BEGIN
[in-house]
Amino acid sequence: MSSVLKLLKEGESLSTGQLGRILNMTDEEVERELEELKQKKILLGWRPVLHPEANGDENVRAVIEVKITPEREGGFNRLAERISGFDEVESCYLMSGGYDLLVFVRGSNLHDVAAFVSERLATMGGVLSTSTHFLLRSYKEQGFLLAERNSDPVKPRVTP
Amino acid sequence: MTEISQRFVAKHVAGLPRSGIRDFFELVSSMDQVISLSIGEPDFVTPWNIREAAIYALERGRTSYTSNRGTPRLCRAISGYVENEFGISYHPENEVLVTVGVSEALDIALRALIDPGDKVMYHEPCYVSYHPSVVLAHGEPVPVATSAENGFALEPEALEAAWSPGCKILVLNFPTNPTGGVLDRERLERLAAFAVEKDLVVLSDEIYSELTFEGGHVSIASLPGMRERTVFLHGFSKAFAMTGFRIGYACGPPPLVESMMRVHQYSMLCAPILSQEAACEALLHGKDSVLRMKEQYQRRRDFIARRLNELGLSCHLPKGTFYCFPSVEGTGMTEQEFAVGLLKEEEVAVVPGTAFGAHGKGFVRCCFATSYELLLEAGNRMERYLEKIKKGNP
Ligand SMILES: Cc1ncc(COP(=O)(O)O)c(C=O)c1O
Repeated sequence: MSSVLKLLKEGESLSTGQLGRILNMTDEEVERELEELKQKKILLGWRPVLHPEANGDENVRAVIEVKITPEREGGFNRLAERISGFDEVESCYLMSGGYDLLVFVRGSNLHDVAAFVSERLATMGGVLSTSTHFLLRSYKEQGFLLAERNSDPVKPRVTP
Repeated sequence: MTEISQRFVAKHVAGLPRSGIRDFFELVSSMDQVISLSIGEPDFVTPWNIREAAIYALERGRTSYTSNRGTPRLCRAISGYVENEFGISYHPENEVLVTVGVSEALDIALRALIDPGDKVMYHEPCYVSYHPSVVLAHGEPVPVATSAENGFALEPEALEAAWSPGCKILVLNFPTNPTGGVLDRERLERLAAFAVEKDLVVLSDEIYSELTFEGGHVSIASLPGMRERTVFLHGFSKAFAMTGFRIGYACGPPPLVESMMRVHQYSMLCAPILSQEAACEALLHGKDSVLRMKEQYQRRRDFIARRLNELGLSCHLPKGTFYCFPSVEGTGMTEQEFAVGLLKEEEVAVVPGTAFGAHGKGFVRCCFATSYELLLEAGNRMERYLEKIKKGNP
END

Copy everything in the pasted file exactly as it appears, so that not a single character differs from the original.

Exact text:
[in-house]
Amino acid sequence: MSSVLKLLKEGESLSTGQLGRILNMTDEEVERELEELKQKKILLGWRPVLHPEANGDENVRAVIEVKITPEREGGFNRLAERISGFDEVESCYLMSGGYDLLVFVRGSNLHDVAAFVSERLATMGGVLSTSTHFLLRSYKEQGFLLAERNSDPVKPRVTP
Amino acid sequence: MTEISQRFVAKHVAGLPRSGIRDFFELVSSMDQVISLSIGEPDFVTPWNIREAAIYALERGRTSYTSNRGTPRLCRAISGYVENEFGISYHPENEVLVTVGVSEALDIALRALIDPGDKVMYHEPCYVSYHPSVVLAHGEPVPVATSAENGFALEPEALEAAWSPGCKILVLNFPTNPTGGVLDRERLERLAAFAVEKDLVVLSDEIYSELTFEGGHVSIASLPGMRERTVFLHGFSKAFAMTGFRIGYACGPPPLVESMMRVHQYSMLCAPILSQEAACEALLHGKDSVLRMKEQYQRRRDFIARRLNELGLSCHLPKGTFYCFPSVEGTGMTEQEFAVGLLKEEEVAVVPGTAFGAHGKGFVRCCFATSYELLLEAGNRMERYLEKIKKGNP
Ligand SMILES: Cc1ncc(COP(=O)(O)O)c(C=O)c1O
Repeated sequence: MSSVLKLLKEGESLSTGQLGRILNMTDEEVERELEELKQKKILLGWRPVLHPEANGDENVRAVIEVKITPEREGGFNRLAERISGFDEVESCYLMSGGYDLLVFVRGSNLHDVAAFVSERLATMGGVLSTSTHFLLRSYKEQGFLLAERNSDPVKPRVTP
Repeated sequence: MTEISQRFVAKHVAGLPRSGIRDFFELVSSMDQVISLSIGEPDFVTPWNIREAAIYALERGRTSYTSNRGTPRLCRAISGYVENEFGISYHPENEVLVTVGVSEALDIALRALIDPGDKVMYHEPCYVSYHPSVVLAHGEPVPVATSAENGFALEPEALEAAWSPGCKILVLNFPTNPTGGVLDRERLERLAAFAVEKDLVVLSDEIYSELTFEGGHVSIASLPGMRERTVFLHGFSKAFAMTGFRIGYACGPPPLVESMMRVHQYSMLCAPILSQEAACEALLHGKDSVLRMKEQYQRRRDFIARRLNELGLSCHLPKGTFYCFPSVEGTGMTEQEFAVGLLKEEEVAVVPGTAFGAHGKGFVRCCFATSYELLLEAGNRMERYLEKIKKGNP